It’s Not All Sun Exposure: You Can Develop Melanomas in the Winter, Too

When it comes to melanomas and other types of skin cancer, you hear a lot about the dangers of sun exposure and UV rays. But it’s not just the harmful rays of sunlight that cause melanoma, and melanomas don’t develop overnight. You might think that now that winter’s here and the days are short that you don’t need to worry about melanoma. But you need to be vigilant all the time.

Melanoma is the deadliest type of skin cancer. But when diagnosed early, you can get expert surgical treatment to remove the tumor from our team at Surgical Associates of North Texas, and that can save your life. Let’s review the facts about melanoma.

What is melanoma?

Only around 1% of skin cancers are melanoma, but it’s responsible for most skin cancer-related deaths. Fortunately, when melanoma is caught early, it’s usually successfully treated with a surgical excision procedure. But when left untreated, melanoma can spread through your lymphatic system and cause severe health problems. 

Melanoma gets its name because the cancer originates in your melanocytes. Melanocytes produce melanin, the protective skin-darkening cells. Melanoma usually develops on skin that receives significant sun exposure, but it can develop anywhere on your body, including the soft pink tissue that lines your mouth and genitals.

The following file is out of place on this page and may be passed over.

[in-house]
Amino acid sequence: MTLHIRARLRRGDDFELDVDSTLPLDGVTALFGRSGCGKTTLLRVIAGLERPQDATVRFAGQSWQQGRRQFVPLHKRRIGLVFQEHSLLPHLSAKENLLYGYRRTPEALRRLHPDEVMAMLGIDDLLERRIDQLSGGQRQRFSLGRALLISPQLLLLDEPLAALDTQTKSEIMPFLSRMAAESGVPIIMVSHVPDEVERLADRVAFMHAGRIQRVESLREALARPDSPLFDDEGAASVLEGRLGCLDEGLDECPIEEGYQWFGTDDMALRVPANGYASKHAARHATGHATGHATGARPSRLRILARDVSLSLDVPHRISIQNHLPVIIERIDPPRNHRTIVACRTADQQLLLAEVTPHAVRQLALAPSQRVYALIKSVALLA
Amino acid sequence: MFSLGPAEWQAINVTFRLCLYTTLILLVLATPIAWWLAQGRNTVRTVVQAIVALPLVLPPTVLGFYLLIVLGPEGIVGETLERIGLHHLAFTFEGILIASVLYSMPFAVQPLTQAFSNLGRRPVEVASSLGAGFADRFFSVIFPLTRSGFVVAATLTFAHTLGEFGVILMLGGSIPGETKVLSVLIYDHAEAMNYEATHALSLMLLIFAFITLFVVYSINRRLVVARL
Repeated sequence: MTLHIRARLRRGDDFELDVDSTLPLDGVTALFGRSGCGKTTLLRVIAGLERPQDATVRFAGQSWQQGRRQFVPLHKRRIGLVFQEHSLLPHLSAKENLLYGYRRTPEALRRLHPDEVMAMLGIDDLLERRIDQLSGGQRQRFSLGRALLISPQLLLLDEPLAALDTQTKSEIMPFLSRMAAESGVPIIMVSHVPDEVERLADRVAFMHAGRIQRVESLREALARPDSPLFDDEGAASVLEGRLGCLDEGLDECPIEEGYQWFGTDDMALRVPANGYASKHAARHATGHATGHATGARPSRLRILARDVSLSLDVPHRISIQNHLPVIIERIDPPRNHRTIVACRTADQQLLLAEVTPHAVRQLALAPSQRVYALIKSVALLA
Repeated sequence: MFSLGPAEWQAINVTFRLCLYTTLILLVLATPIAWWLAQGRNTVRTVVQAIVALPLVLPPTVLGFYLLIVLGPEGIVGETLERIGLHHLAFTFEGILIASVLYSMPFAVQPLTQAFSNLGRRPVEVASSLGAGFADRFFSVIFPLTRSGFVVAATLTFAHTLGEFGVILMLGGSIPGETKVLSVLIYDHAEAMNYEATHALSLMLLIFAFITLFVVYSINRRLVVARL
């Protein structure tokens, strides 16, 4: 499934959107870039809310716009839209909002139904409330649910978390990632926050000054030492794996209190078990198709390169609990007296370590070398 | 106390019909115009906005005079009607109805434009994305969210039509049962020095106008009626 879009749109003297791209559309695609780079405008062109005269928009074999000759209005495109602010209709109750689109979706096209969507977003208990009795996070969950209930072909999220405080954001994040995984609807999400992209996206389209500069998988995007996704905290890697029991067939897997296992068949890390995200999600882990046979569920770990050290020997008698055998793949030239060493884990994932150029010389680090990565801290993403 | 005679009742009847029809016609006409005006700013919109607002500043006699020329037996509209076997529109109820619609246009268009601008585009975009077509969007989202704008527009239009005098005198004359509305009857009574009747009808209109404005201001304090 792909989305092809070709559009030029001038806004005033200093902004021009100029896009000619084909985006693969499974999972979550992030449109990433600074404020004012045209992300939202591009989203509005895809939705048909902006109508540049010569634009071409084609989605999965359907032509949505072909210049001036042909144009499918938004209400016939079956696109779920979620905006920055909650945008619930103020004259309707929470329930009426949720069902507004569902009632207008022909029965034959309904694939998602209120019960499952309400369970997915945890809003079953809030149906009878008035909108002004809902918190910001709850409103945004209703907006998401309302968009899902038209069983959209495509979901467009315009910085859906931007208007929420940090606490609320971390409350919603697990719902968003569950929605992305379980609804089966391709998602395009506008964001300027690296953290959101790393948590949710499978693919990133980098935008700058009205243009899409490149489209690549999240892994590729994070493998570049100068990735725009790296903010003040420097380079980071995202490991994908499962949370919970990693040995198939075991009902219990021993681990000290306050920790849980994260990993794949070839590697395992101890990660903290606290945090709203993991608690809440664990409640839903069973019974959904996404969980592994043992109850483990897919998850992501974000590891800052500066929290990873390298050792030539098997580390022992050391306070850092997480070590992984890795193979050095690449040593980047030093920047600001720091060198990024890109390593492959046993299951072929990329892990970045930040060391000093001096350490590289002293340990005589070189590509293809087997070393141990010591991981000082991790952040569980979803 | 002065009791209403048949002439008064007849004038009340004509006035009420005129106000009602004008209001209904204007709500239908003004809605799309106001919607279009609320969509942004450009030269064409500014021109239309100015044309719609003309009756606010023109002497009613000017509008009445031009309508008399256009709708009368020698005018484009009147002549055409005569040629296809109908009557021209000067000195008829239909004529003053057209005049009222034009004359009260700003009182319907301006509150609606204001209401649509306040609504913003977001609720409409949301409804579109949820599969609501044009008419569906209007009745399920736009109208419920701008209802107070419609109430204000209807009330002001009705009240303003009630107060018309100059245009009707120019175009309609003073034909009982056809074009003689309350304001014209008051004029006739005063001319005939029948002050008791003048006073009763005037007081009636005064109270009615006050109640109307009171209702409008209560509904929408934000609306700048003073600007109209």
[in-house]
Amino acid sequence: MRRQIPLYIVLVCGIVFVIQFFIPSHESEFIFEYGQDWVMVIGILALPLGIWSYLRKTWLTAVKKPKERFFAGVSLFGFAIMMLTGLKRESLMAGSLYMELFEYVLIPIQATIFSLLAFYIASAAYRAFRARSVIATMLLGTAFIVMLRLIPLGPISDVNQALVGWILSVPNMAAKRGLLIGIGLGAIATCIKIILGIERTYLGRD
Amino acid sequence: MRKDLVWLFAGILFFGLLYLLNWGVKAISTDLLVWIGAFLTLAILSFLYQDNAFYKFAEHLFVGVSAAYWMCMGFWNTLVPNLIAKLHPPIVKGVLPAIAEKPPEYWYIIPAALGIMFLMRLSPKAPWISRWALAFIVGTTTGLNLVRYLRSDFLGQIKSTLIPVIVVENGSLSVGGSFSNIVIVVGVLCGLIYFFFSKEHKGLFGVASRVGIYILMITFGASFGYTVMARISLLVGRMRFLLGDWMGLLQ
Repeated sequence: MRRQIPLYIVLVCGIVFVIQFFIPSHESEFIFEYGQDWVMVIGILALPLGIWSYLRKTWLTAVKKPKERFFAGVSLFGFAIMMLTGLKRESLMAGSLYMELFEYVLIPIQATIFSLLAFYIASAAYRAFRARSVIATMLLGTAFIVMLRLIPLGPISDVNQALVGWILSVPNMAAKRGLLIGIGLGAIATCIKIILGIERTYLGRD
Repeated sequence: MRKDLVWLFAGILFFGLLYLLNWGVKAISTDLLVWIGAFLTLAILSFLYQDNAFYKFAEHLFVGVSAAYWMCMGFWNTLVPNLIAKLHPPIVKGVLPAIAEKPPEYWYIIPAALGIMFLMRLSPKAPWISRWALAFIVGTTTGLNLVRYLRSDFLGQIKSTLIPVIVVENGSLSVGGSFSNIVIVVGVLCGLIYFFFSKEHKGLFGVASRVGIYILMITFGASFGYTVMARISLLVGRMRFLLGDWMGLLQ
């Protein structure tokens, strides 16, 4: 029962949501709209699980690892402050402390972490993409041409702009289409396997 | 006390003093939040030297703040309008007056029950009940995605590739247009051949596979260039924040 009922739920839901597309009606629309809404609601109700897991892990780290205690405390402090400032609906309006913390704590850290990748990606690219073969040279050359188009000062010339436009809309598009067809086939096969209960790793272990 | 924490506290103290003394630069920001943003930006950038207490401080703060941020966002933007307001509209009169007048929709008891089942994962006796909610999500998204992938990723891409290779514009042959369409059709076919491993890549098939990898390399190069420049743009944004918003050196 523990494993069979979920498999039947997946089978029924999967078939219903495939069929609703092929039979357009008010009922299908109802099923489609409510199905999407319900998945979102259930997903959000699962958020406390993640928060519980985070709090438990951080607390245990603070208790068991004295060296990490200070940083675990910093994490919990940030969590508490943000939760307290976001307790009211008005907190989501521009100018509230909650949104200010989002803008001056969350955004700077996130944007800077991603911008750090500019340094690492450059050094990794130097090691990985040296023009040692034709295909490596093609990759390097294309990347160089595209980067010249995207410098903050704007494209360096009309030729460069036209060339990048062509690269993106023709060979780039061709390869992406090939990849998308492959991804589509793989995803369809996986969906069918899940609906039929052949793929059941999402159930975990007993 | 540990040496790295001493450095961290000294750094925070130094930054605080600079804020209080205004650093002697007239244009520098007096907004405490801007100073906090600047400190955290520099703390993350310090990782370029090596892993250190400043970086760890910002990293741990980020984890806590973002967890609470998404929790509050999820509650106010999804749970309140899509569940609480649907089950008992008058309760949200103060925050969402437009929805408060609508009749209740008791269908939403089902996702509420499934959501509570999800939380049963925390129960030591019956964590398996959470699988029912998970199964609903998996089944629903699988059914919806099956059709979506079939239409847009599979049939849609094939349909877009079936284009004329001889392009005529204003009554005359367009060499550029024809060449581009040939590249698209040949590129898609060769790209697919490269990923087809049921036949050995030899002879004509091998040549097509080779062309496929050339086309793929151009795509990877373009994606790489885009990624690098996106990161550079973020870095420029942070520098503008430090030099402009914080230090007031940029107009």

What causes melanoma?

Melanoma develops when your DNA changes and your melanocytes multiply abnormally, causing a tumor to grow. While the UV rays from sunlight are a well-known cause of those changes, other factors can contribute to your risk of melanoma. 

For example, your genes and family medical history increase the likelihood of you developing melanoma. Other risk factors include having:

If any of these risk factors sound familiar, you should monitor your skin and get routine skin cancer screenings. Most people develop all their moles by the time they reach adulthood, so if you notice any new moles on your body, make an appointment to get them checked out right away. 

What are the identifying signs of melanoma?

Melanoma looks like irregular moles. The irregularities are usually described as the ABCDEs of skin cancer. 

Healthy, normal moles are usually brownish, perfectly round with smooth borders, and no larger than a pencil eraser. They stay the same throughout your life.

Melanoma moles look different. They’re irregularly shaped with blurred, uneven borders. They’re often dark black or blue and can grow to be quite large. Melanomas also change shape, size, and color. 

What should I do if I think I have melanoma?

If you’re concerned about melanoma, make an appointment at Surgical Associates of North Texas. Board-certified surgeon Scott A. deVilleneuve, MD, FACS, offers expert excision procedures to remove the melanoma, as well as sentinel lymph node biopsies to help determine if the melanoma has spread into the lymphatic system.  

If you’re concerned about melanoma, no matter the time of year, call or make an appointment online for expert surgical treatment for melanoma. Remember, the earlier you get treatment, the better for your health.

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